This site is intended for health professionals only

At the heart of general practice since 1960

Antibiotics 'increase hyperkalaemia risk' in diuretic patients

Prescribing antibiotics to older patients receiving spironolactone is associated with a major increase in the risk of admission to hospital for hyperkalaemia, a BMJ study shows.

A case-control study of a population on elderly patients aged 66 or older in Ontario, Canada, shows those receiving chronic treatment with spironolactone had a 12-fold-increased risk of being admitted to hospital with hyperkalaemia within 14 days of a prescription.

During the 18-year study period, 6,900 admissions for hyperkalaemia were identified, 306 of which occurred within 14 days of a prescription of co-trimoxazole, amoxicillin, norfloxacin or nitrofuranoin. After matching cases to controls 10.8% of spironolactone users received at least one prescription for trimethoprim-sulfamethoxazole.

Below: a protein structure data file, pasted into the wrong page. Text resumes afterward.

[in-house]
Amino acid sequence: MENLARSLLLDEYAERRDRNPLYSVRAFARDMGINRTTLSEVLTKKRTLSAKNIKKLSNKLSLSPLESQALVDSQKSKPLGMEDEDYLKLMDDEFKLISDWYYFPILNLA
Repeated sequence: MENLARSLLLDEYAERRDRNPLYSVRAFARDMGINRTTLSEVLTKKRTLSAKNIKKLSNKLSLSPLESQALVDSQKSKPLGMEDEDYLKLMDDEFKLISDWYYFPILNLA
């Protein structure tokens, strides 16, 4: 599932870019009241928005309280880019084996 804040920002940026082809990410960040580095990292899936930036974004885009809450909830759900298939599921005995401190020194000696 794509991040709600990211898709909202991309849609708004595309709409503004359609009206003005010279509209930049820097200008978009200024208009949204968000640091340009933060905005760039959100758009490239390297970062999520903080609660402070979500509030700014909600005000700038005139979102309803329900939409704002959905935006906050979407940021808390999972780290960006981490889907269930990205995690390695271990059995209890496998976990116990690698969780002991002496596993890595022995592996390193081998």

Compared with amoxicillin, prescription of co-trimoxazolewas associated with a ‘marked' increase in the risk of admission to hospital for hyperkalaemia, with an adjusted odds ratio of 12.4.

Dr David Juurlink, clinical epidemiologist at the Sunnybrook Research Institute in Toronto, concluded: ‘This drug combination should be avoided when possible.'

BMJ 2011, online 12 September

Rate this article 

Click to rate

  • 1 star out of 5
  • 2 stars out of 5
  • 3 stars out of 5
  • 4 stars out of 5
  • 5 stars out of 5

0 out of 5 stars

Have your say